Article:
The Tory leadership contest stepped up a gear last night when Rishi Sunak and Liz Truss clashed in the first party hustings in Leeds.
The toughest moment for Sunak came when he was asked by a Conservative activist why he “stabbed Boris Johnson in the back”. Sunak said he had “no choice” but to resign as chancellor because there was “a significant difference of opinion” over economic policy, but the question demonstrated the sticking power of the narrative that he betrayed the outgoing PM.
The Foreign Secretary, who is winning over the Tory faithful with pledges of tax cuts, signalled that any cost-of-living bailout would not be paid for with a further windfall tax on energy companies, despite Shell announcing record profits of £9.4bn yesterday. She said the levies “send the wrong message to the world” about the UK.
Truss also reminded the audience that she would be a formidable opponent for Keir Starmer, telling the West Yorkshire crowd she regarded the Labour leader as a “patronising, plastic patriot” and that the Tories must channel “the spirit of Don Revie” – the football manager whose motto was “you get nowt for coming second” – to win the next election. Revie transformed Leeds United into a trophy-winning First Division team, but he could be an inauspicious reference point for the would-be PM. His players were notorious for ugly, cynical football and as the England boss he was a failure.
[See also: Will Liz Truss’s tax cuts work?]
Truss’s bid for Downing Street is gathering momentum, however, and the endorsement of the Defence Secretary, Ben Wallace – who was the bookies’ favourite to replace Boris Johnson until he ruled himself out of the race – is a coup for her team.
The top job may be out of reach for Sunak if he fails to make an impact this weekend (ballot papers are due to reach Tory members on Monday). The former chancellor will be interviewed by the veteran broadcaster Andrew Neil at 7.30pm tonight on Channel 4.
The policy bidding war continues apace. Sunak revealed last night he would double the number of deportations of foreign criminals – a policy Truss’s team has dismissed as unworkable – and back new grammar schools.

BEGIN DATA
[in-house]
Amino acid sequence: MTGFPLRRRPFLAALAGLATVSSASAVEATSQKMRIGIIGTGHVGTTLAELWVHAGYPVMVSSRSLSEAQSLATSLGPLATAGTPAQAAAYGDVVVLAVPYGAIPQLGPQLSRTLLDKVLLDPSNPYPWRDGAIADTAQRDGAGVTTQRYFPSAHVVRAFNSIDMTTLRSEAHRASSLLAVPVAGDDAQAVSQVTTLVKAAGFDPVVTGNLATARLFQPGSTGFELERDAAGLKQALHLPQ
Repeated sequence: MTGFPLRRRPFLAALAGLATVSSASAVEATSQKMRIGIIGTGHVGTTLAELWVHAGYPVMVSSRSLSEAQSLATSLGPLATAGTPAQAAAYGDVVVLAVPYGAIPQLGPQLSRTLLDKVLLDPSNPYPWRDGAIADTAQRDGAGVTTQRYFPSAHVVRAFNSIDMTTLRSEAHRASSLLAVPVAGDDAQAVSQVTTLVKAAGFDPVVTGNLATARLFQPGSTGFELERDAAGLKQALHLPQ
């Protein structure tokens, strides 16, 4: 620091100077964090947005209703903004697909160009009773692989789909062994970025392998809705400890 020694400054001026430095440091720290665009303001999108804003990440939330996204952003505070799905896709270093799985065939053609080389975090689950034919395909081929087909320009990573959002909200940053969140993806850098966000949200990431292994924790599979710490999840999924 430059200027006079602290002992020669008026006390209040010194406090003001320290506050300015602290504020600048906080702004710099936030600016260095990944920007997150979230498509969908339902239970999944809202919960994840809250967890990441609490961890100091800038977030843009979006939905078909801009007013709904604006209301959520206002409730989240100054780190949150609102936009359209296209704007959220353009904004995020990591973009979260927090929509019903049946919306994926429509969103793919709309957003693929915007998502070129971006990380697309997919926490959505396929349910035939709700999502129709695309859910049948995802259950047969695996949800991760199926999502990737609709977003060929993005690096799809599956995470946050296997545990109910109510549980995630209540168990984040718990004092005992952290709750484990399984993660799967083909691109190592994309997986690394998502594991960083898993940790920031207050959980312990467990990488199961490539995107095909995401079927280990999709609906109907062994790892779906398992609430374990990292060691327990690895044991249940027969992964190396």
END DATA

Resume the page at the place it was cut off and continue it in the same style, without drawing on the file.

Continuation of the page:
Starmer is braced for another day of difficult headlines about the Labour Party’s divisions over strike action. Sam Tarry prepares for another round of broadcast interviews this morning. He was sacked as shadow transport minister yesterday for giving unauthorised media interviews in which he advocated for inflation-level pay rises – not an official Labour policy – but many in the party believe it was because he joined a rail strike picket line outside Euston station in central London.
Tarry was also at the picket line this morning with members of the Communication Workers’ Union, who are staging a walkout over pay at the telecoms giant BT.
He suggested other Labour MPs could join striking workers today, saying: “I think it’s a fundamental mistake to ban Labour MPs from being on picket lines. It shouldn’t happen and has caused a complete car crash of a week when we should have been talking about what we’re going to do to raise wages for the British people.”
As conference season looms, left-wing activists are reportedly plotting to embarrass Starmer over the row and the Greater Manchester mayor, Andy Burnham, has already warned Starmer to be “careful” not to let Labour be seen as “a party that undermines working people fighting to protect their incomes in a cost-of-living crisis”.
[See also: What Rishi Sunak and Liz Truss are getting wrong about Brexit]